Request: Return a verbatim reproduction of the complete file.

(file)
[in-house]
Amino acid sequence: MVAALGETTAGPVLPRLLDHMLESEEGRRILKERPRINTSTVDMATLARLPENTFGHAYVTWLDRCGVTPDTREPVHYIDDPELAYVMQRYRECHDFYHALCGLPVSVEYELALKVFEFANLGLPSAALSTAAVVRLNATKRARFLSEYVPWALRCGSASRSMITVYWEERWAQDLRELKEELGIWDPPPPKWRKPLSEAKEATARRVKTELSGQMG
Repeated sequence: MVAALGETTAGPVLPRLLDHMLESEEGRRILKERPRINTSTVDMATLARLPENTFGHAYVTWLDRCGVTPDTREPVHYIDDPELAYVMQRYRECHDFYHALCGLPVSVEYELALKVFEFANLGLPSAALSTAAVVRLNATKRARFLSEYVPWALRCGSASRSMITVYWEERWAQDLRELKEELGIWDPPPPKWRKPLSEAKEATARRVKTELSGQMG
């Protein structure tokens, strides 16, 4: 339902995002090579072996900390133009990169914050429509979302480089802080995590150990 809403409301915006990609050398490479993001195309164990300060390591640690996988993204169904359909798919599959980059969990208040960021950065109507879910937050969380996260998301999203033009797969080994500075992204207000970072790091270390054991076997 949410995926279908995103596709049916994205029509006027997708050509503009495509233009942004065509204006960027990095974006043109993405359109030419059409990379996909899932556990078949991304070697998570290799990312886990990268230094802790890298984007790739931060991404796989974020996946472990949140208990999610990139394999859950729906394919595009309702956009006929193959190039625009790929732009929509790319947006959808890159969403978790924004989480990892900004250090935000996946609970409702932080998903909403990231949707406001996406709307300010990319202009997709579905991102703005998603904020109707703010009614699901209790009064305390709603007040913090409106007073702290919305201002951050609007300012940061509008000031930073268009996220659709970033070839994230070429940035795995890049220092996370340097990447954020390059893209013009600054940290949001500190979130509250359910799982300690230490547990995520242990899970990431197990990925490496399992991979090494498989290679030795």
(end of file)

[in-house]
Amino acid sequence: MVAALGETTAGPVLPRLLDHMLESEEGRRILKERPRINTSTVDMATLARLPENTFGHAYVTWLDRCGVTPDTREPVHYIDDPELAYVMQRYRECHDFYHALCGLPVSVEYELALKVFEFANLGLPSAALSTAAVVRLNATKRARFLSEYVPWALRCGSASRSMITVYWEERWAQDLRELKEELGIWDPPPPKWRKPLSEAKEATARRVKTELSGQMG
Repeated sequence: MVAALGETTAGPVLPRLLDHMLESEEGRRILKERPRINTSTVDMATLARLPENTFGHAYVTWLDRCGVTPDTREPVHYIDDPELAYVMQRYRECHDFYHALCGLPVSVEYELALKVFEFANLGLPSAALSTAAVVRLNATKRARFLSEYVPWALRCGSASRSMITVYWEERWAQDLRELKEELGIWDPPPPKWRKPLSEAKEATARRVKTELSGQMG
């Protein structure tokens, strides 16, 4: 339902995002090579072996900390133009990169914050429509979302480089802080995590150990 809403409301915006990609050398490479993001195309164990300060390591640690996988993204169904359909798919599959980059969990208040960021950065109507879910937050969380996260998301999203033009797969080994500075992204207000970072790091270390054991076997 949410995926279908995103596709049916994205029509006027997708050509503009495509233009942004065509204006960027990095974006043109993405359109030419059409990379996909899932556990078949991304070697998570290799990312886990990268230094802790890298984007790739931060991404796989974020996946472990949140208990999610990139394999859950729906394919595009309702956009006929193959190039625009790929732009929509790319947006959808890159969403978790924004989480990892900004250090935000996946609970409702932080998903909403990231949707406001996406709307300010990319202009997709579905991102703005998603904020109707703010009614699901209790009064305390709603007040913090409106007073702290919305201002951050609007300012940061509008000031930073268009996220659709970033070839994230070429940035795995890049220092996370340097990447954020390059893209013009600054940290949001500190979130509250359910799982300690230490547990995520242990899970990431197990990925490496399992991979090494498989290679030795």